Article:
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Navajo language

The Navajo language is a Na-Dene or Athapascan language. It is unique in that although the majority of the languages in the Na-Dene or Athapascan family are spoken much farther north (Alaska, Yukon, Northwest Territories, and Canadian Provinces) Navajo is spoken much farther south (in the southwest United States) by the Navajo people. Navajo claims more speakers than any other Native American language north of the Mexican border, with more than 100,000 native speakers, and this number is actually increasing with time. During World War II, Navajo was used by code talkers to send secure military messages over radio.

Linguistically, Navajo is an agglutinative language, but many of its affixes combine into barely recognisable contractions. Navajo words are altered primarily by prefixes, with circumfixes playing some part as well. The key element in Navajo is the verb, with even some noun meanings provided by verbs; many complex nouns are derived from verbs as well; for instance, the Navajo word lh''nlh "cemetery" is actually a verb meaning "(plural objects) lie in the ground". Navajo is quite complex, with a large variety of noun classes including "animate", "round object", "long, stiff object" and "granular object". Very simple verbs in Navajo may translate into many words in English; for instance, the verb si' means "to cause a hafted object to move" or, more practically, "to practise archery".

There are four phonemic vowels in Navajo: a, e, i and o; each of these may occur long, nasalised, or with one of four tones: high, low, rising or falling. Various combinations of these features are also possible.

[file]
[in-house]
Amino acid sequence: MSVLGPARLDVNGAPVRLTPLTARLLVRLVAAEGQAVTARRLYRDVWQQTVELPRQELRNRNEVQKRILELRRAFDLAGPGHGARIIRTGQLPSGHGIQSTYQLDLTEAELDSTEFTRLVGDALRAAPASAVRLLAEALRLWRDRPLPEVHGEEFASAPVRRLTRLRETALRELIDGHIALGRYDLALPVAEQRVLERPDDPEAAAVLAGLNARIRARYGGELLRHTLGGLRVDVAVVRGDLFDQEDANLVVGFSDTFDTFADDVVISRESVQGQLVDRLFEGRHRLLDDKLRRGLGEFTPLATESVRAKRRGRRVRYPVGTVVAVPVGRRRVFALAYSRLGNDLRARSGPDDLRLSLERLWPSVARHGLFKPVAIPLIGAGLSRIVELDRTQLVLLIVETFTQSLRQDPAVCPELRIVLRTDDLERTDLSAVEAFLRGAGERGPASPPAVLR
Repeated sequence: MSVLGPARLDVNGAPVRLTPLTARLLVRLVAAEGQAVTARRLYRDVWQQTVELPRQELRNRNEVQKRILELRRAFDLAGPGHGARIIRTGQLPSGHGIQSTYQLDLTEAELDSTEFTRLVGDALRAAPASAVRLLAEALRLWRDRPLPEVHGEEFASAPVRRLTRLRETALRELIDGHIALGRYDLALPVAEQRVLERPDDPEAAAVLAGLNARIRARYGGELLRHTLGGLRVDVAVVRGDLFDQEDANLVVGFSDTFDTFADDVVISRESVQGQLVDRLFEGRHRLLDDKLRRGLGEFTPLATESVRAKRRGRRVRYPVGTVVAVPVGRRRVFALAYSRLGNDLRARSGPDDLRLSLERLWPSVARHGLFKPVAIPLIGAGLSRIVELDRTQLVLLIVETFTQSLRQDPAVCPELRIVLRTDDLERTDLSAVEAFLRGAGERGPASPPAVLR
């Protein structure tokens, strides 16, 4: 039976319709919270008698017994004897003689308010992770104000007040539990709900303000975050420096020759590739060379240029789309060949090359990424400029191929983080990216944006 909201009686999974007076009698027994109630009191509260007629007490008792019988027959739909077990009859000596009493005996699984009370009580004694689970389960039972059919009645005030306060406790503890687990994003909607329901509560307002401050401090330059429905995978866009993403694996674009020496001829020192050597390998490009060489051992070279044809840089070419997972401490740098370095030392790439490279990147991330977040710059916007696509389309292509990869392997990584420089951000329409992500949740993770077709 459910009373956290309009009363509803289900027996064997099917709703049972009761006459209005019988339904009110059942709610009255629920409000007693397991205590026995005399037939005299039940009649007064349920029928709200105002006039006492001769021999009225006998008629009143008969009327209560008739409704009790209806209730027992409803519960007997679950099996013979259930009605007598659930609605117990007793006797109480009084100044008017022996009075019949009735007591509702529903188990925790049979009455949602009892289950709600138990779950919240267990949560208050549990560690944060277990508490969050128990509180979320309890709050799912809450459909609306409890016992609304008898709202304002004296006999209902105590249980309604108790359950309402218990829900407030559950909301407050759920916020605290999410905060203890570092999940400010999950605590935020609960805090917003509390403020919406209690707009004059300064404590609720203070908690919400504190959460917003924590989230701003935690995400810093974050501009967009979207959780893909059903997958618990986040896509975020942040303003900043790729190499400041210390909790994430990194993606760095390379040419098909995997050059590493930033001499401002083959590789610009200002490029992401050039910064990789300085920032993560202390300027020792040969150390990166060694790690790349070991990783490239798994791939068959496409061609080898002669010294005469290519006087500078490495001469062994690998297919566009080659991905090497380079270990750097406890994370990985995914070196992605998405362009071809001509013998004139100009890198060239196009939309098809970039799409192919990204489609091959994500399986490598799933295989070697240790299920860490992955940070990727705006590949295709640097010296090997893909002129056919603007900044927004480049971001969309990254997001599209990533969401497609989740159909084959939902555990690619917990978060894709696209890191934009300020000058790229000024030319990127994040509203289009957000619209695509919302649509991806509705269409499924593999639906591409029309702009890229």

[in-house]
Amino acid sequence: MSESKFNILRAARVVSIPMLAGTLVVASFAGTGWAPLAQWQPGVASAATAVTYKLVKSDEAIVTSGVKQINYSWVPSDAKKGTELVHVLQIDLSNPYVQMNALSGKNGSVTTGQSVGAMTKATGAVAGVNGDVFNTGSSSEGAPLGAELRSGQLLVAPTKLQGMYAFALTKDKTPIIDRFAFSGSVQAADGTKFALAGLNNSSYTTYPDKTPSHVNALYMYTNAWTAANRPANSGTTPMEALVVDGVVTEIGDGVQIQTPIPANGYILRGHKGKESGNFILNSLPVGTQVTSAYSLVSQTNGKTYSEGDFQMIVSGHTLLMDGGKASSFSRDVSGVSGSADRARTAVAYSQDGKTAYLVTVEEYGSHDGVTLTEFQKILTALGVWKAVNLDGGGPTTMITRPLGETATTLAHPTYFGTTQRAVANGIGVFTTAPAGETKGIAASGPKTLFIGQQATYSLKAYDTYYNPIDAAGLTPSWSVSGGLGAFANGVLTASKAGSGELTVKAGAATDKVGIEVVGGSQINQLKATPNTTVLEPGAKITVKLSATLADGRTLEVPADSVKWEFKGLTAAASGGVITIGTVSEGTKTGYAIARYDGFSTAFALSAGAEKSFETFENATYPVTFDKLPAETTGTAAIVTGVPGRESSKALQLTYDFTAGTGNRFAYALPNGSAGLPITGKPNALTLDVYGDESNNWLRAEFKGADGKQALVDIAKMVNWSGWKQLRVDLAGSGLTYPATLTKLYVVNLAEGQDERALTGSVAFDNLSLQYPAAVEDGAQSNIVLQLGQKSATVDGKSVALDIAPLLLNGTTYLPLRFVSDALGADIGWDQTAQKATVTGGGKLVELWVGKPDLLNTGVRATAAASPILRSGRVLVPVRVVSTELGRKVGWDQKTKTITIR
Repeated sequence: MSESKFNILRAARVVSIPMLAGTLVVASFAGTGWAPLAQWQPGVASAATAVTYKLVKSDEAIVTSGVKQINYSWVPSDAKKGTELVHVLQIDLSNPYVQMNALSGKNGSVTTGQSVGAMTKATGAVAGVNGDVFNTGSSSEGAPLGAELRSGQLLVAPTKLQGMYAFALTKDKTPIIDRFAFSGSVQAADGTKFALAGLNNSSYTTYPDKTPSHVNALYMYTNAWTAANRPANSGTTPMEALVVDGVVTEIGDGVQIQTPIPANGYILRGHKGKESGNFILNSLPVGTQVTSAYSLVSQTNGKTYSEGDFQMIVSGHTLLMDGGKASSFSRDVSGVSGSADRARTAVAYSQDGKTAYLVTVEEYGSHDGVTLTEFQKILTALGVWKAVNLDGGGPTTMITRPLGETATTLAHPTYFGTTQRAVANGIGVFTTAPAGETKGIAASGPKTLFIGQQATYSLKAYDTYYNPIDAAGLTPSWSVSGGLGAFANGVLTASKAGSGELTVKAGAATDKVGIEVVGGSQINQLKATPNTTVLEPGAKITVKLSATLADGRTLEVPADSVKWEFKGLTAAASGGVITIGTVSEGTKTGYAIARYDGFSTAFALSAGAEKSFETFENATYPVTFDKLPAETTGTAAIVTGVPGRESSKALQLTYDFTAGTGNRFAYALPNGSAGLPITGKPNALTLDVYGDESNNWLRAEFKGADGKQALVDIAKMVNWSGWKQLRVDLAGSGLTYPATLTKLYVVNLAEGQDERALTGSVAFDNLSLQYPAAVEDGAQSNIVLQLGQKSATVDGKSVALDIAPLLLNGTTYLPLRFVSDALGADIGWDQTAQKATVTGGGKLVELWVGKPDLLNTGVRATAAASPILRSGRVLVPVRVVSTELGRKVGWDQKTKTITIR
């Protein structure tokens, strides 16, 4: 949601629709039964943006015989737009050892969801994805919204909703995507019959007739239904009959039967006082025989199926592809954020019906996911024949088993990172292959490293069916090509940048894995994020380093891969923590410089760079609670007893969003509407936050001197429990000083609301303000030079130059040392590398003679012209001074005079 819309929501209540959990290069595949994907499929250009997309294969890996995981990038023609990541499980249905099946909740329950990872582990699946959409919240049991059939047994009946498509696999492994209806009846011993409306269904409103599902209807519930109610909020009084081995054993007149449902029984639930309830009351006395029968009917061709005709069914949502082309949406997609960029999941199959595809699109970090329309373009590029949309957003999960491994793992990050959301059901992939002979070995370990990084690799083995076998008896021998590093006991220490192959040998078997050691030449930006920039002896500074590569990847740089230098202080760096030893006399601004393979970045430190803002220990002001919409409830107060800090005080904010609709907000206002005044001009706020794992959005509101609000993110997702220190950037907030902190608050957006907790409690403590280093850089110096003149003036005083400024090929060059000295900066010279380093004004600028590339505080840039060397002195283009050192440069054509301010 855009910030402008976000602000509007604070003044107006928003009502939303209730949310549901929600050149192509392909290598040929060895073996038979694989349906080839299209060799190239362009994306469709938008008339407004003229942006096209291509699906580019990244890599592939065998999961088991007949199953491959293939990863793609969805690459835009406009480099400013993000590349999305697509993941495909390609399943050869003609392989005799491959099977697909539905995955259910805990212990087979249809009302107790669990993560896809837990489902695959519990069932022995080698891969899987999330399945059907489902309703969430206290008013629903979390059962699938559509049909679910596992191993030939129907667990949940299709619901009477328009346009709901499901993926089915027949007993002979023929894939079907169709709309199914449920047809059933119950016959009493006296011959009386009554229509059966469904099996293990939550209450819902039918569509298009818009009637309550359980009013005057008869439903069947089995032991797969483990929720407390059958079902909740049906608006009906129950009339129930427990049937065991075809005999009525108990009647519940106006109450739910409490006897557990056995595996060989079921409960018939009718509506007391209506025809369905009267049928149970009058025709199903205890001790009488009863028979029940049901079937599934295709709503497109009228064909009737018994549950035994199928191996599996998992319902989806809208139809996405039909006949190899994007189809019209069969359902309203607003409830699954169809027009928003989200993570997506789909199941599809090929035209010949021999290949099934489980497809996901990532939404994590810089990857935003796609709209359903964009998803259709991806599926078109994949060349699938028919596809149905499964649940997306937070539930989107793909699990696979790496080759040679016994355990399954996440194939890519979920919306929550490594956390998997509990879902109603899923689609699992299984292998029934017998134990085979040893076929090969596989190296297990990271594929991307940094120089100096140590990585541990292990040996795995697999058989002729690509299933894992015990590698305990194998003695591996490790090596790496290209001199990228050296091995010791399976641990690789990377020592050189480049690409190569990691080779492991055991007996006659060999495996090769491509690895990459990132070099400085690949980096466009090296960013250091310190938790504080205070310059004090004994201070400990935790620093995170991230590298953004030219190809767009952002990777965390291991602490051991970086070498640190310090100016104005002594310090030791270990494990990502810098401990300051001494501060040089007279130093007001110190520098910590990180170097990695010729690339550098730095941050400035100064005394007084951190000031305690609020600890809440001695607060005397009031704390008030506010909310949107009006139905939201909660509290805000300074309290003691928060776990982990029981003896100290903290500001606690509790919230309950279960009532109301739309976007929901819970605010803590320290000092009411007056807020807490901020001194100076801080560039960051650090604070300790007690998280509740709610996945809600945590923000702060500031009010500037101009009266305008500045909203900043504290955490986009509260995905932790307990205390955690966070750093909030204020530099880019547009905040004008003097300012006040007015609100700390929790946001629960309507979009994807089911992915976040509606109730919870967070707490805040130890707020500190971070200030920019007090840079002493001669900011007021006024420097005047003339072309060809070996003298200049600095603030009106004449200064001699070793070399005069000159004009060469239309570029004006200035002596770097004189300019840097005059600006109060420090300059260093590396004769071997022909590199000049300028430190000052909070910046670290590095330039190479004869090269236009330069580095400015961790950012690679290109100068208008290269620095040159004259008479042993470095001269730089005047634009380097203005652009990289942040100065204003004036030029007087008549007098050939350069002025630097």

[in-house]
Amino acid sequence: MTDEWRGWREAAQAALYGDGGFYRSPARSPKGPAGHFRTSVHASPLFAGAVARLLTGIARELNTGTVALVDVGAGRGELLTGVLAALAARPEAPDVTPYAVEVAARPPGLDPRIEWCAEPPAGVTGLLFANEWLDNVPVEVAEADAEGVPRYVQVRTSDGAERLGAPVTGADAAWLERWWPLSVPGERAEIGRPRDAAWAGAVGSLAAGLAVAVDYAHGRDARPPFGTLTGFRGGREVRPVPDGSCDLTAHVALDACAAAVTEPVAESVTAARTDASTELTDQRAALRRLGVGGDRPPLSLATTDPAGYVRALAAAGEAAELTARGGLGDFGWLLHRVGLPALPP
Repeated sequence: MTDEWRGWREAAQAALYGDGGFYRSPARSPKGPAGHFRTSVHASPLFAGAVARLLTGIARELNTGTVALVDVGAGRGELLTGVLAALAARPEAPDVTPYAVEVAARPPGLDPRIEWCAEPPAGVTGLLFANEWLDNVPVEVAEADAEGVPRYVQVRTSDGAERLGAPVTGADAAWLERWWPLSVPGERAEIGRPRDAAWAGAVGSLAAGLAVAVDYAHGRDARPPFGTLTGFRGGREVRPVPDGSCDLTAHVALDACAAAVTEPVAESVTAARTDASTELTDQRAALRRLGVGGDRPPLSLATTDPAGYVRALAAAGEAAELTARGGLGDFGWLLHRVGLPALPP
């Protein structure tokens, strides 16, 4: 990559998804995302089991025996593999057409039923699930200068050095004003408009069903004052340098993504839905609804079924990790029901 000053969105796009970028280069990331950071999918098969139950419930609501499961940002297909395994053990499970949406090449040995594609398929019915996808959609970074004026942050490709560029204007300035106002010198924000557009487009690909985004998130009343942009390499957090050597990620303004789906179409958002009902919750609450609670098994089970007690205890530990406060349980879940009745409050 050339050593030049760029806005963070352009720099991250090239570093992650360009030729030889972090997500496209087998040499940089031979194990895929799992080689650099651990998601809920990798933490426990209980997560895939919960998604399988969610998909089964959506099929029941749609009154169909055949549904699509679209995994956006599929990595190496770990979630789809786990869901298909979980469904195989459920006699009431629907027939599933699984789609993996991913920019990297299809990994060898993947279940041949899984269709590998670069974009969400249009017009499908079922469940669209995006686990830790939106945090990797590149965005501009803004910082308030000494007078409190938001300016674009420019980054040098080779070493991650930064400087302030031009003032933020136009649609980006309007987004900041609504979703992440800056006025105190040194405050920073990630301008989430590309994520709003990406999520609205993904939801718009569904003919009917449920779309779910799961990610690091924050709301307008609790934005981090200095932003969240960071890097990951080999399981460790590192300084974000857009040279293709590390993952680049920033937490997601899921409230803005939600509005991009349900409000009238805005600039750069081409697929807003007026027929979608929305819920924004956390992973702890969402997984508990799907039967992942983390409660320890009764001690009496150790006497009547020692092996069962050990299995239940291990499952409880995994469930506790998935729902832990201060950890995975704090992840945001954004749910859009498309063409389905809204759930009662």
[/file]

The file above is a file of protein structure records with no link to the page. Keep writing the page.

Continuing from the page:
The consonants of Navajo are:

Bilabial       b        m  'm
Alveolar       d  t  t' n  'n
Prepalatal     g  k  k' 
  labialised      kw
Palatal                        y      'y
Postpalatal                    gh  x
  labialised                   ghw xw
  alveolar                     z   s     dz  ts  ts' 
  postalveolar                 j   c     dj  tc  tc' 
Lateral                        l1  lh    dl  tl  tl' 
Glottal           '                h/x

Or, in SAMPA-style notation:

  bilabial alveolar (alveolar)
velar labialized
stop unaspirated p t     k kw
aspirated   th     kh    
ejective   t’     k’    
affricate voiced2   dz dl\\ dZ      
voiceless   ts tl\\ tS      
ejective   ts’ tl\\’ tS’      
fricative voiced   z   Z G Gw  
voiceless   s l\\³ S x xw
liquid voiced     l j      
preglottalized       ’j      
nasal voiced m n          
preglottalized ’m ’n          
1. The lateral approximant l is treated as part of an overall lateral class in some Navajo grammars; however, it is the only approximant in the class, all other lateral phonemes being based on voiced and voiceless lateral fricatives instead. Some Athabaskan languages, notably Han, have no voiced lateral approximant, distinguishing only a voiced and voiceless lateral fricative.

2. The standard orthography uses English voiced stop symbols for the unaspirated phonemes, as in rapid speech these are frequently heard as voiced. It is also unclear from the orthography whether the affricates use a voicing or aspiration contrast.

3. Note that the first chart fails to clearly distinguish liquids and fricatives; in particular, it is unclear whether lh is a voiceless lateral liquid or a voiceless lateral fricative.

As in many northwestern American languages, Navajo is extremely poor in labial consonants.

See also